Monday, December 18, 2006

Behe at KU - Part 2: Reactions

Now that I've transcribed my notes in my first post, leaving out as much opinion as is humanly possible, I'll get into my reactions to it.

First and foremost, Behe isn't a bad speaker. He's not the best of the Difficult Dialogues series, but he's definately up there on the ones I attended. As far as the ID crowd goes, this is an oddity. Dembski came off horribly last spring and every time I've read or watched something by ID proponents, it comes off pretty hollow, as if they're just trying to make a convenient list of sound bytes with no real substance. But Behe was genuinely a good speaker.

However, by no means does this suggest that his content was wothwhile, nor free of rhetorical flaws. Stating that he was going to present evidence and then rebuke earlier arguments and then preceeding to do the exact opposite was rather confusing and not the best way to start.

Behe's insistance that there was something wrong with Judge Jones liberally quoting from Rothschild's proposed statement of fact was cute. However, it's been torn apart many times already. So the first major portion of his speech is a wash.

The only other part in his Dover rant was to claim that Jones hadn't understood a thing. The entire argument for this rested on a single quote of Judge Jones saying that the process was "mind-numbingly technical". The other quote Behe used ("the highly technical scientific testimony… is rapidly becoming a distant memory.") was from his KU talk and had no bearing on the actual ruling. Cute rhetorical trick, but no substance.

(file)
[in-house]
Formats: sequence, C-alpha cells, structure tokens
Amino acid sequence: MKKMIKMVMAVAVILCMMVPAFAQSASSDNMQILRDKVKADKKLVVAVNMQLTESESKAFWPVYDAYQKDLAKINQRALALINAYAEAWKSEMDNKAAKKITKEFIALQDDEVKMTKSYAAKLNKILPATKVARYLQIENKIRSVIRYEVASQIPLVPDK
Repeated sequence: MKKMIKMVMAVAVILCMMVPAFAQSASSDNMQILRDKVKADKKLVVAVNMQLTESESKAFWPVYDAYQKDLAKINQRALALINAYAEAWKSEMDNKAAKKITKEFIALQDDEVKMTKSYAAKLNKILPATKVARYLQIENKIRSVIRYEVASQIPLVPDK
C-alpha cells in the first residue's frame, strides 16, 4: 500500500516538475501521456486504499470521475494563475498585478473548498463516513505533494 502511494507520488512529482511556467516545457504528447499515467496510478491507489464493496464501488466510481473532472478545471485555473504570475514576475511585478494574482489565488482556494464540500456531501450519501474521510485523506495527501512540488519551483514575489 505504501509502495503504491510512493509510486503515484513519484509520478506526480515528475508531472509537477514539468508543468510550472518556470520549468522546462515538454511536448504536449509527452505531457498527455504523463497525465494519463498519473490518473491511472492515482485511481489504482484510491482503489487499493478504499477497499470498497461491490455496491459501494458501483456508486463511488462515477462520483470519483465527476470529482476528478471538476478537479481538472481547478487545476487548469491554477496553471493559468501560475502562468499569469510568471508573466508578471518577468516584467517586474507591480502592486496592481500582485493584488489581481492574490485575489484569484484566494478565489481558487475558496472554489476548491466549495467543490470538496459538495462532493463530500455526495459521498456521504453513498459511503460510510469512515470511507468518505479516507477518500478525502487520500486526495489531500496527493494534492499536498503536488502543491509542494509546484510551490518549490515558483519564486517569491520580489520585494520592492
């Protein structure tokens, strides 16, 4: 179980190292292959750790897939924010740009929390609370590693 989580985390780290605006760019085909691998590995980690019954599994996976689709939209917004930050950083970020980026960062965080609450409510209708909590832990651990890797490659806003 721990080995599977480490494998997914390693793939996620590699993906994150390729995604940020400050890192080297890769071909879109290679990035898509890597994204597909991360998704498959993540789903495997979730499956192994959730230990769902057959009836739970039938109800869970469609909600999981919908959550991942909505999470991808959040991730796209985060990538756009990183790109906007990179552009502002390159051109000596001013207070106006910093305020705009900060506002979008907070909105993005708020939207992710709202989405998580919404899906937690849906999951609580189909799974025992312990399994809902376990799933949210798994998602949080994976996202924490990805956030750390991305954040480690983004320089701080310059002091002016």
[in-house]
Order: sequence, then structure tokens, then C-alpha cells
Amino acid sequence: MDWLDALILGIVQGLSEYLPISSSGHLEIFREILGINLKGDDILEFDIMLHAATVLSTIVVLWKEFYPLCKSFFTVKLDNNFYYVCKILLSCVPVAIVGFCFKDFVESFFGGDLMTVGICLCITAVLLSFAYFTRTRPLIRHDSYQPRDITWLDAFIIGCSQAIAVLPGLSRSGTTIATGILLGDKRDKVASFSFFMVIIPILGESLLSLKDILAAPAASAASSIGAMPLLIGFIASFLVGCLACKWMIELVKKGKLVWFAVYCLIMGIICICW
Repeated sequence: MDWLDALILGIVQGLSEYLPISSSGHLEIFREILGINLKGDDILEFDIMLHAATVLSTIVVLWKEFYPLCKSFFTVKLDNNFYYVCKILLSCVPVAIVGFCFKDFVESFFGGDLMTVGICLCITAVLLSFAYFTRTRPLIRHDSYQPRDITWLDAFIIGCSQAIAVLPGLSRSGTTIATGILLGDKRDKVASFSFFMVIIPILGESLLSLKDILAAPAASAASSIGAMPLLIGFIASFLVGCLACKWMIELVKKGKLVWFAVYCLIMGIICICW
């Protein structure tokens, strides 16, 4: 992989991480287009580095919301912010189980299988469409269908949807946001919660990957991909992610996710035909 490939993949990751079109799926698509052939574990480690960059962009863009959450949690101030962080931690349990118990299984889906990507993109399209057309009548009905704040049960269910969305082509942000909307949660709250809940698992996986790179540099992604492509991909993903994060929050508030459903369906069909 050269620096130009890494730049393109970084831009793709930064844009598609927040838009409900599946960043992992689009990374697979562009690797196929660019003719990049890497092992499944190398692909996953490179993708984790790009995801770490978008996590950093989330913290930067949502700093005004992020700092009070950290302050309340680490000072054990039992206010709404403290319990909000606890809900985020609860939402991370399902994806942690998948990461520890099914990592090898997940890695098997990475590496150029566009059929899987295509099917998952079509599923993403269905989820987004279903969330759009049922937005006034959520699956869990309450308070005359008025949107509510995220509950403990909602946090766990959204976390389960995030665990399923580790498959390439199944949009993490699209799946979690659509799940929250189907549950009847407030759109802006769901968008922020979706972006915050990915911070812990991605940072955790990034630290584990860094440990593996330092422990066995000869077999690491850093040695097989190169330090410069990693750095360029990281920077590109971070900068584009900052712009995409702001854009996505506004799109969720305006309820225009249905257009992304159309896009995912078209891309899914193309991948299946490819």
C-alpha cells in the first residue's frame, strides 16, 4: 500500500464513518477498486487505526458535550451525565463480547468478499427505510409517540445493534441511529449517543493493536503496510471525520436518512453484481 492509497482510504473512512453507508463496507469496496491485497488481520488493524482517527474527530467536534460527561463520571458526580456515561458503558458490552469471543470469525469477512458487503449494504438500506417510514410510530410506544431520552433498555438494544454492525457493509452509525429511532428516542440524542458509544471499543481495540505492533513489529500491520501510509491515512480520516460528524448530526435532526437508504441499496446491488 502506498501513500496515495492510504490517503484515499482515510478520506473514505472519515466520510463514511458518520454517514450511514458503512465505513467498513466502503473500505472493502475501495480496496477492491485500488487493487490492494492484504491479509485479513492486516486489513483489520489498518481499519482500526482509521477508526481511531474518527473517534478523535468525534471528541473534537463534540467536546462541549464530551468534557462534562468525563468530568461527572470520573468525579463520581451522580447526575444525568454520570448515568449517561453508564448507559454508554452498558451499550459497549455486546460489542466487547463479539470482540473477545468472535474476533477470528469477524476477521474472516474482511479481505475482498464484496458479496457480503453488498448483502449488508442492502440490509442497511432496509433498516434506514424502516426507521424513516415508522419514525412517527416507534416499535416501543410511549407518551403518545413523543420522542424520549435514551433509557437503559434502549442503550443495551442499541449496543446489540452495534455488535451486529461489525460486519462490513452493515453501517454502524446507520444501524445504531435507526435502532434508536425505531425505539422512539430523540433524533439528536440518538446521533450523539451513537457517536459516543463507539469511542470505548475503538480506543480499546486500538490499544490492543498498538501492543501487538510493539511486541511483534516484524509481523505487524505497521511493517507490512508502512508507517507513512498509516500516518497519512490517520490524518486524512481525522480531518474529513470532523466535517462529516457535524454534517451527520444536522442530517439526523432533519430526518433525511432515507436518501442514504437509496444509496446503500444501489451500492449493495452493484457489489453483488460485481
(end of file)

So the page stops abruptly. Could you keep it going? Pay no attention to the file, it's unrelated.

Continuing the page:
Behe, in the "rebuttal" phase of his talk also admitted that God was supernatural and thus the question "Who designed God?" is irrelevant. I'd agree with that. The important question is, "Who designed the Designer?" This is the question Behe should have answer and the fact that he substitutes "God" for "Designer" like this is rather telling.

But's let's suppose the question really was about such a designer. How does Behe answer that question?

Behe: "By “intelligent design” (ID) I mean to imply design beyond the simple laws of nature
...at some point a supernatural designer must get into the picture.